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  • Earth's Fidgeting Climate | Science Mission Directorate

    October 20, 2000-- Newspaper headlines trumpet record-breaking temperatures, dwindling sea ice, and retreating glaciers around the world.Concentrations of atmospheric carbon dioxide, one of the greenhouse gases responsible for scalding temperatures on Venus and at least 33 degrees C of normal warming here on Earth, are on the rise.

  • About | NOAA Climate.gov

    About NOAA Climate.gov Mission Staff Background Science Panel Data Panel Editorial policies & procedures NOAA Climate.gov team structure Mission NOAA Climate.gov provides science and information for a climate-smart nation. Americans' health, security, and economic well-being are closely linked to climate and weather. People want and need information to help them make decisions

  • Climate Change Indicators: Greenhouse Gases | Climate .

    Greenhouse gases from human activities are the most significant driver of observed climate change since the mid-20 th century. 1 The indicators in this chapter characterize emissions of the major greenhouse gases resulting from human activities, the concentrations of these gases in the atmosphere, and how emissions and concentrations have changed over time.

  • Weather and Atmospheric Dynamics Focus Area | Science .

    The Weather and Atmospheric Dynamics focus area is split into three different research programs that help focus and advance our understanding of the Earth: Atmospheric Dynamics and Precipitation Science. WAD studies the dynamics of the atmosphere, precipitation, and wind to better understand the conditions that drive specific weather events.

  • Executive Summary - Climate Science Special Report

    This climate science report serves as the climate science foundation of the NCA4 and is generally intended for those who have a technical background in climate science. In this Executive Summary, green boxes present highlights of the main report. These are followed by related points and selected figures providing more scientific details.

  • List of Worldwide Scientific Organizations - Office of .

    A list of scientific organizations that hold the position that Climate Change has been caused by human action.

  • Weather & Climate | Precipitation Education

    Home page for the Weather and Climate topic. This website, presented by NASA's Global Precipitation Measurement (GPM) mission, provides students and educators with resources to learn about Earth's water cycle, weather and climate, and the technology and societal applications of studying them.

  • Climate Change Indicators: U.S. and Global Precipitation .

    As average temperatures at the Earth's surface rise (see the U.S. and Global Temperature indicator), more evaporation occurs, which, in turn, increases overall precipitation. Therefore, a warming climate is expected to increase precipitation in many areas.

  • List of Worldwide Scientific Organizations - Office of .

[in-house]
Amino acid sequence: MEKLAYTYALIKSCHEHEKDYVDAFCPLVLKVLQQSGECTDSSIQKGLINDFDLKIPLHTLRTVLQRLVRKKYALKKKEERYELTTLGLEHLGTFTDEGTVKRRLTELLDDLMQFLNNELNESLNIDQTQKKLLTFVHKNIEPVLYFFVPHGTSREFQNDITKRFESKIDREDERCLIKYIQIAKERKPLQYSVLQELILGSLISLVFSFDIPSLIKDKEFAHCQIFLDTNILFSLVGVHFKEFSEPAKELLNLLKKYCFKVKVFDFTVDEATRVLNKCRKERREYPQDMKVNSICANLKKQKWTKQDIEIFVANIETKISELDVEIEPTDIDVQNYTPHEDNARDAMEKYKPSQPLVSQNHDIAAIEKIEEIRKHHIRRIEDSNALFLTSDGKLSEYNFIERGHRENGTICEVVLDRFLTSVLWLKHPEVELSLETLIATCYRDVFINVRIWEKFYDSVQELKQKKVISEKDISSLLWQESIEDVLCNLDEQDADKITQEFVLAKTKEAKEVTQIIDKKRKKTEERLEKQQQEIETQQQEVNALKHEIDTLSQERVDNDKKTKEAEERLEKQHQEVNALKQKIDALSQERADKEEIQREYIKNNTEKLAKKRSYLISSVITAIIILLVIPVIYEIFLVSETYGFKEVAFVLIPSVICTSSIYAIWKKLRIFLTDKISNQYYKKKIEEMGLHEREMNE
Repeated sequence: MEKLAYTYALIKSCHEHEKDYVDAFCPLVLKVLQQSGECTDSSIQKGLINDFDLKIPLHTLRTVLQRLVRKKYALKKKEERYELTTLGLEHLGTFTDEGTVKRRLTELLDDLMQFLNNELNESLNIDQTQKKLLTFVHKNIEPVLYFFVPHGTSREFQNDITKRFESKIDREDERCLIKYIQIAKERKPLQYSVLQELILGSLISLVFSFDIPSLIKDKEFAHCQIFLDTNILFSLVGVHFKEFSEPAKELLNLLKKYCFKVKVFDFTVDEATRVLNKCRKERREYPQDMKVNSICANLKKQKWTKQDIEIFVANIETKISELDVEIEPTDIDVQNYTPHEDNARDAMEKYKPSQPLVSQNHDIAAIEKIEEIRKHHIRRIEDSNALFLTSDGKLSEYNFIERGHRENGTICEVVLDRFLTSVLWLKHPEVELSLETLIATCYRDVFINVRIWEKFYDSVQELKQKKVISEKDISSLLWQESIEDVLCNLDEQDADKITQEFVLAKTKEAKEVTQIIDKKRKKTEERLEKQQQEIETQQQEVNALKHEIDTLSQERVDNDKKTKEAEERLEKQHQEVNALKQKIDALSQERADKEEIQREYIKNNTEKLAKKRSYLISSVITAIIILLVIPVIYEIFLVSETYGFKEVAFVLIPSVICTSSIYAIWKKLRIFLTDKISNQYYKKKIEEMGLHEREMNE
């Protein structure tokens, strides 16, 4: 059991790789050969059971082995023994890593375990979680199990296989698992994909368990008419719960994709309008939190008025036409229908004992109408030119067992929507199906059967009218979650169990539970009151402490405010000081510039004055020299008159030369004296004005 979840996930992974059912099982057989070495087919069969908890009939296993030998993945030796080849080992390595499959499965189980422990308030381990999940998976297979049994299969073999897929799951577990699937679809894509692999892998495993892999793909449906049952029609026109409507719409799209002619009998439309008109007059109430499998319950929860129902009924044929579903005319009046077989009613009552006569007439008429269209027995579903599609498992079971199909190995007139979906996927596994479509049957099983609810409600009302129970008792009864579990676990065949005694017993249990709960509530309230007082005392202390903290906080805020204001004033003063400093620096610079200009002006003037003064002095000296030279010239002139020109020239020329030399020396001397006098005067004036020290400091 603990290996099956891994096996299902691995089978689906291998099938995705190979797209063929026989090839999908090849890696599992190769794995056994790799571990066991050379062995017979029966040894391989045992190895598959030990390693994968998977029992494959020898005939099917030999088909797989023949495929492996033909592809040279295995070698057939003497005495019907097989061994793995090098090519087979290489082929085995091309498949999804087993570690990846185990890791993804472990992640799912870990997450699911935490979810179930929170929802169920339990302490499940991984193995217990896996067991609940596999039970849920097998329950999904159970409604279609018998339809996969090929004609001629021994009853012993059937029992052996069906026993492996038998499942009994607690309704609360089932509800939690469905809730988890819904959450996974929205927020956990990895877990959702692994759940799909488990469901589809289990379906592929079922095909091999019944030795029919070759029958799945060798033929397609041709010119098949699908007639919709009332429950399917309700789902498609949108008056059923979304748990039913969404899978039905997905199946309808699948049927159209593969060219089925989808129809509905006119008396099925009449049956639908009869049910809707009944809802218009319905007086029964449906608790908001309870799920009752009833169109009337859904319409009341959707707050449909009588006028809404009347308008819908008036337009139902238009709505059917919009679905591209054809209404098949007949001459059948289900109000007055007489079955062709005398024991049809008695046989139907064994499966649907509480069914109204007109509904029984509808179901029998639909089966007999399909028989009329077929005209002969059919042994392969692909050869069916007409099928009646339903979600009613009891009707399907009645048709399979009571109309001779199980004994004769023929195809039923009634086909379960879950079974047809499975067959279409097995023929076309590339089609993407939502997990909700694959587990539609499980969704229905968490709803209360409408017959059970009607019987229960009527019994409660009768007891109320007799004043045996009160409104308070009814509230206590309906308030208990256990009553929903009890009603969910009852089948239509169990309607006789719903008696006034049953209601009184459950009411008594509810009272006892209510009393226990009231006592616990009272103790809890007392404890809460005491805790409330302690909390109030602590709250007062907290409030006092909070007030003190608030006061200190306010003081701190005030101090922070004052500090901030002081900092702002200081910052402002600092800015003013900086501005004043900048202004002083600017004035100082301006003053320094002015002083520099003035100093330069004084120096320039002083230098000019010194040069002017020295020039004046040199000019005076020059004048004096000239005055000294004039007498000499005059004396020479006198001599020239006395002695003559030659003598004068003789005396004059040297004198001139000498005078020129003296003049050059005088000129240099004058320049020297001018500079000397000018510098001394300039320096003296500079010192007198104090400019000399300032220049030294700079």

A list of scientific organizations that hold the position that Climate Change has been caused by human action.

  • NOAA's National Weather Service - National Climate

    Visit the National Weather Service Climate Services Web Page for the latest information about what Climate Services is doing for you!. Click on the map below to obtain local climate information. Access the product through the "Select Climate Outlook" drop down menu above the national map.

  • Climate science | Department of Agriculture, Water and the .

    Understanding climate change Information about the causes and effects of climate change, the greenhouse effect, and where to locate further reliable sources of information about these topics. Understanding climate change Australian climate change research The Australian Government supports research into the science of climate change through a number of research programs.

  • Climate Change: Global Temperature | NOAA Climate.gov

    Explore this interactive graph: Click and drag to display different parts of the graph. To squeeze or stretch the graph in either direction, hold your Shift key down, then click and drag. The graph shows average annual global temperatures since 1880 (source data) compared to the long-term average (1901-2000).The zero line represents the long-term average temperature for the whole planet; blue .

  • Climate science - Met Office

    Climate Science involves the development of observation-based climate datasets; the use of these datasets in climate change monitoring and attribution; and the use of Earth system models to make future long-term predictions.

  • Executive Summary - Climate Science Special Report

    This climate science report serves as the climate science foundation of the NCA4 and is generally intended for those who have a technical background in climate science. In this Executive Summary, green boxes present highlights of the main report. These are followed by related points and selected figures providing more scientific details.

  • Understanding climate change | Department of Agriculture .

    Understanding climate change Observed changes over the 20th century include increases in global average air and ocean temperature, rising global sea levels, long-term sustained widespread reduction of snow and ice cover, and changes in atmospheric and ocean circulation and regional weather patterns, which influence seasonal rainfall conditions.